Mitsubishi UFJ Financial Group, Inc. (MTU), slated to release results on Nov 14, has lost around 14% on the NYSE
Избрание президентом США Дональда Трампа, известного своими протекционистскими взглядами, сопряжено с определенными рисками для мировой торговли и экономики, однако его предвыборные обещания об увеличении инвестиций в инфраструктуру могут оказать поддержку производителям сырья, заявил экономист VTB Capital в Лондоне Нил Маккиннон.
Early in 2016, when oil prices were plunging and when US banks were careful to push up their loan loss reserves to exposed E&P loans, we noted something surprising: Canadian banks had barely taken any loss reserves to their exposure in the oil and gas sector. As and RBC report calculated at the time, if they used the same average reserve level as that applied by US banks, Canadian banks' current loss allowance excluding RBC would surge from $170MM to over $2.5 billion, resulting in a substantial hit to earnings, and potentially impairing the banks' ability to service dividends and future cash distributions. For months this discrepancy persisted even as oil remained well below last year's levels, leaving Canadian bank watchers stumped as to just how Canadian banks planned to pull this particular "Exxon" without suffering balance sheet impariment, until this morning when we may have gotten the answer how the local Canadian money centers "planned" to resolve this odd accounting gimmick. Today Bank of Montreal, perhaps the biggest violator of the loan loss reserve recongition, fell the most in two months after restating it restated its regulatory capital ratios for the first three quarters of the year. As Bloomberg first noticed, the shares slid 1.3% to C$84.72 in morning trade, the most intraday since July 27 and the worst performance in the eight-company S&P/TSX Composite Commercial Banks Index. The stock has gained 8.5 percent since Dec. 31. What was most notable about the restatement is that as one analyst calculated, the move was comparable to erasing C$1.3 billion ($1 billion) of excess capital at Canada’s fourth-largest lender. But before we get there, here is what happened: Bank of Montreal’s Basel III Common Equity Tier 1 ratio, an international measure of capital strength, was 10% for the third quarter, down from 10.5% for Q3, the company said Tuesday in a statement. The lender also restated its CET1 ratio for the first quarter, to 10 percent from 10.1 percent, and the second quarter, to 9.7 percent instead of 10 percent. Canaccord Genuity analyst Gabriel Dechaine quickly noticed the unexpected revision, and in a note to clientssaid that “this adjustment is tantamount to wiping out C$1.3 billion of excess capital for the bank," adding that the amount could have been used to buy back as many as 15 million shares or 2 percent of stock outstanding. “We can simply translate the elimination of C$1.3 billion of excess capital into forgone capital deployment upside." The revision means that Bank of Montreal’s regulatory strength now lags behind its domestic peers: Canadian Imperial Bank of Commerce, the country’s fifth-biggest lender, has the highest regulatory capital ratio, at 10.9 percent at the end of July, followed by Royal Bank of Canada, the nation’s largest lender, and No. 3-ranked Bank of Nova Scotia with 10.5 percent. Toronto-Dominion Bank, the second-biggest Canadian lender, has a regulatory capital ratio of 10.4 percent. However, if as we speculate the revision may have been prompted by the bank's unwillingness to account for souring bad loans, it is only a matter of time before Canada's other banks follow suit. As for BMO, the bank did not admit the actual reason for the restatement instead providing the following vague explanation: “We determined a need to amend our capital ratios and are correcting the record," according to spokesman Paul Gammal said. “There is no change to net income or shareholders’ equity and we are well capitalized."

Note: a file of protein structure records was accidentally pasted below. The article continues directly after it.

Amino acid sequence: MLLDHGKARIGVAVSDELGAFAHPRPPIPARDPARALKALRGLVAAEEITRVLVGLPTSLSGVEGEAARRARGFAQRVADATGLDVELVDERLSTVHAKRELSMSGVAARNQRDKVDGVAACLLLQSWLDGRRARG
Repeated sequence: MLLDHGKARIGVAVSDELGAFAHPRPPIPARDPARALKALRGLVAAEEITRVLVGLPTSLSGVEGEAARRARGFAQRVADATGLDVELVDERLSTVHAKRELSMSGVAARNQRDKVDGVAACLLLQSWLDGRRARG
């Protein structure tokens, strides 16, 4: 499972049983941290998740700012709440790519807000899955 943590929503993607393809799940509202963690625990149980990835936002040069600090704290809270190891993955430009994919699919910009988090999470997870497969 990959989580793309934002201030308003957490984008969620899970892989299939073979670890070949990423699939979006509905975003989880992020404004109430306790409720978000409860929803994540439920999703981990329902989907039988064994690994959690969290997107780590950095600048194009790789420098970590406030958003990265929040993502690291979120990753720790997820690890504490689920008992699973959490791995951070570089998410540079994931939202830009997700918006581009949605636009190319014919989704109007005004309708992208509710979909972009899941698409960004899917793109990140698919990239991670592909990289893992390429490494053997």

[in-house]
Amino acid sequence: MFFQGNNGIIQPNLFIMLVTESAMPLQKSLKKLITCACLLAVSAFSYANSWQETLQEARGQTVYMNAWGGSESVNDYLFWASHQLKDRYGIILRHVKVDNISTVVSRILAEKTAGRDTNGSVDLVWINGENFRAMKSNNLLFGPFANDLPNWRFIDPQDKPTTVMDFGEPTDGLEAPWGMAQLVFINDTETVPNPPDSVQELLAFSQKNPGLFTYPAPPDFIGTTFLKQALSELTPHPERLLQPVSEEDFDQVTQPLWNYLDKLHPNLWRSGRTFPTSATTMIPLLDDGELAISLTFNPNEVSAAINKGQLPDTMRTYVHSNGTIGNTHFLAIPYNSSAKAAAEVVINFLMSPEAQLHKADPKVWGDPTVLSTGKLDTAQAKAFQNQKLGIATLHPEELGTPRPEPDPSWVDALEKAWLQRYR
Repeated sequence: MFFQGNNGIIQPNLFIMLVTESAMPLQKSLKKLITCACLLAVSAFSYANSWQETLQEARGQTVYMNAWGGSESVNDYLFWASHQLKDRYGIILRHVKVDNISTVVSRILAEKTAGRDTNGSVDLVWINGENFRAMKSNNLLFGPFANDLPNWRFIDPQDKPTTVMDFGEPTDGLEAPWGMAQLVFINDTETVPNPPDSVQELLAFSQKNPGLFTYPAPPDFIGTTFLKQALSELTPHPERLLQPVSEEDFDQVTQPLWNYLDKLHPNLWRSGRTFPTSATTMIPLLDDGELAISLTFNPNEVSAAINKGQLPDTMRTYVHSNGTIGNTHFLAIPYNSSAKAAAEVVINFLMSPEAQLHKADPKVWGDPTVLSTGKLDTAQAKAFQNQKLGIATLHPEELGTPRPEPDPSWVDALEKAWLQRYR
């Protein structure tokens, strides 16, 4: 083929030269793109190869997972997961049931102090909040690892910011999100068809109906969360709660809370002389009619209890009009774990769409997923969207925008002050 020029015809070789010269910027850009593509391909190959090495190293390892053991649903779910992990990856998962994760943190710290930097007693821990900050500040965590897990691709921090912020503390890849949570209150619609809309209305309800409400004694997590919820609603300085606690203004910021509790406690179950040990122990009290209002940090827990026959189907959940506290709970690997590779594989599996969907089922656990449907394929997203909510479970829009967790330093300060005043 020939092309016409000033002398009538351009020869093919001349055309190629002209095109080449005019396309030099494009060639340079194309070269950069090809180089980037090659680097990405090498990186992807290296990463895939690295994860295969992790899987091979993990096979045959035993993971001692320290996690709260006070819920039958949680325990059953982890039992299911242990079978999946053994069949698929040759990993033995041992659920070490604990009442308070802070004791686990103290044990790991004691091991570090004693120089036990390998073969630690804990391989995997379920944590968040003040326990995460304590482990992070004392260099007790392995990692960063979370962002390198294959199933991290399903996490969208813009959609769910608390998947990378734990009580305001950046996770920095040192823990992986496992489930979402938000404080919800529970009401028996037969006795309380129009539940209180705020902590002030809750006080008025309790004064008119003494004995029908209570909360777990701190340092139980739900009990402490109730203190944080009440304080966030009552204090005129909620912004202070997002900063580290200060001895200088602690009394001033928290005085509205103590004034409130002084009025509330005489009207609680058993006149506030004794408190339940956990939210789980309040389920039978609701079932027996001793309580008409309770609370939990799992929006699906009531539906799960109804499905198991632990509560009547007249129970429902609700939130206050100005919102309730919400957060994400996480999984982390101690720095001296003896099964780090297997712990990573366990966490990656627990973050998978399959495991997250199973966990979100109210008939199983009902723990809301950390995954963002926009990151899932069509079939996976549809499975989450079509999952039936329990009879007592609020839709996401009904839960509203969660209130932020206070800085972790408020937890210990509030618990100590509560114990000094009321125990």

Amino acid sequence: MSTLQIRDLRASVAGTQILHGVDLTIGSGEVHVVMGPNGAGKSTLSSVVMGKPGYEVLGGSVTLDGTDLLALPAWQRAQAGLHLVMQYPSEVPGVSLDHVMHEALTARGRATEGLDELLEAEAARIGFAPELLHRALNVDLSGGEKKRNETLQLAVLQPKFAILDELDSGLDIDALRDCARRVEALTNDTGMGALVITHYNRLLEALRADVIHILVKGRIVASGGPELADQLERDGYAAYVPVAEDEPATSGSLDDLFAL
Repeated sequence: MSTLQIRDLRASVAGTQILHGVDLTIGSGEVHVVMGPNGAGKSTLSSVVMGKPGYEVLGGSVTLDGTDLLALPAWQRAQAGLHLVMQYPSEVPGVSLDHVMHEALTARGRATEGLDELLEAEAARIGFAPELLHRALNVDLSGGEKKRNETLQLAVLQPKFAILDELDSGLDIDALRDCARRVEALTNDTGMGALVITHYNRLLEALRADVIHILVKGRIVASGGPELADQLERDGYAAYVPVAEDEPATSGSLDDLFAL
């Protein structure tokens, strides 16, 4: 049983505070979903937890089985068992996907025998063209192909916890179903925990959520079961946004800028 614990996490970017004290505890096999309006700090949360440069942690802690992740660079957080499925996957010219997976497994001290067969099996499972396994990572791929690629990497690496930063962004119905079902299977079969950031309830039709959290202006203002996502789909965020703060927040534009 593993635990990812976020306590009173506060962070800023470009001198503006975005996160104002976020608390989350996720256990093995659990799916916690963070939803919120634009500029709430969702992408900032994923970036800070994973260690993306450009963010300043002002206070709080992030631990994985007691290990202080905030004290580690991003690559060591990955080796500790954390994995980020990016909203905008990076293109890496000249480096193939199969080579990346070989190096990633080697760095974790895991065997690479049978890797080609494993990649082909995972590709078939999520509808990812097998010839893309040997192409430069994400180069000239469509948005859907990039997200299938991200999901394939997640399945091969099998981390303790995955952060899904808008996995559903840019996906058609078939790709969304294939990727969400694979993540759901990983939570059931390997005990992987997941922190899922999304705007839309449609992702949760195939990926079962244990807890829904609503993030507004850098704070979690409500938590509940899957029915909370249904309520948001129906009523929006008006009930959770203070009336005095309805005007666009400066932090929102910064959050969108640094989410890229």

Bank of Montreal (BMO) is seeing solid earnings estimate revision activity, and is a great company from a Zacks Industry Rank perspective.
Barclays' (BCS) ongoing restructuring and streamlining efforts have started bearing fruits, bringing down operating expenses.
The Toronto-Dominion Bank (TD) shares lost 1% since it announced the fiscal third-quarter 2016 (ended Jul 31) results on Thursday, before the opening bell.
Canadian Imperial (CM) inched up more than 1% on the NYSE following the release of its third-quarter fiscal 2016 earnings (ended Jul 31). Adjusted earnings per share came in at C$2.67, up from C$2.45 in the prior-year quarter.
Bank of Montreal (BMO) is looking especially impressive right now for momentum-oriented investors
Royal Bank of Canada (RY) reported third-quarter fiscal 2016 (ended Jul 31) net income of C$2.9 billion ($2.24 billion), up 17% from the prior-year quarter.
Voxeljet AG (VJET) is slated to report second-quarter 2016 results on Aug 11, after the closing bell.
Banco Santander does not expect Brexit to have a material impact on its profits in 2016.
Deutsche Bank AG (DB) disclosed detailed restructuring moves on Thursday for revamping the commercial and private banking business in Germany.
Legal hassles continue for Credit Suisse Group AG (CS) as the Swiss banking giant is under Justice Department scrutiny for its operations in Israel. US regulators are investigating the Zurich-based banking giant's procedures relating to handling of American clients.